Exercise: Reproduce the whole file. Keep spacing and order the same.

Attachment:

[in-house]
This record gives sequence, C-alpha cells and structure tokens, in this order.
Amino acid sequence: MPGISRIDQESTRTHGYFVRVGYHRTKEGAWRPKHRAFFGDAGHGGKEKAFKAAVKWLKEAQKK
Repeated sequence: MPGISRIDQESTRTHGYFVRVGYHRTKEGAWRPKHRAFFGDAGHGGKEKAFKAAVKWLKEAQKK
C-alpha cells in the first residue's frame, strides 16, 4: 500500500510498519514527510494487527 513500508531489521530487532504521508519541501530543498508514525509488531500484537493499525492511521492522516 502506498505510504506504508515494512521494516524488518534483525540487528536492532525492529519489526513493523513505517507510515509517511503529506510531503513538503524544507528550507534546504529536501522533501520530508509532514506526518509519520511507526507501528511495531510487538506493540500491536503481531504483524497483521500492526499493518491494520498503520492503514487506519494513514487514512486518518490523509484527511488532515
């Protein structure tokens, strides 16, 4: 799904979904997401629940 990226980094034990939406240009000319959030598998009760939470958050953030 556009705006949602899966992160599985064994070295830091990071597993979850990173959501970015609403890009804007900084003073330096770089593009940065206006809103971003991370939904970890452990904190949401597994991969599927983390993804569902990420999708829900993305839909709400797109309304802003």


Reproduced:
[in-house]
This record gives sequence, C-alpha cells and structure tokens, in this order.
Amino acid sequence: MPGISRIDQESTRTHGYFVRVGYHRTKEGAWRPKHRAFFGDAGHGGKEKAFKAAVKWLKEAQKK
Repeated sequence: MPGISRIDQESTRTHGYFVRVGYHRTKEGAWRPKHRAFFGDAGHGGKEKAFKAAVKWLKEAQKK
C-alpha cells in the first residue's frame, strides 16, 4: 500500500510498519514527510494487527 513500508531489521530487532504521508519541501530543498508514525509488531500484537493499525492511521492522516 502506498505510504506504508515494512521494516524488518534483525540487528536492532525492529519489526513493523513505517507510515509517511503529506510531503513538503524544507528550507534546504529536501522533501520530508509532514506526518509519520511507526507501528511495531510487538506493540500491536503481531504483524497483521500492526499493518491494520498503520492503514487506519494513514487514512486518518490523509484527511488532515
């Protein structure tokens, strides 16, 4: 799904979904997401629940 990226980094034990939406240009000319959030598998009760939470958050953030 556009705006949602899966992160599985064994070295830091990071597993979850990173959501970015609403890009804007900084003073330096770089593009940065206006809103971003991370939904970890452990904190949401597994991969599927983390993804569902990420999708829900993305839909709400797109309304802003």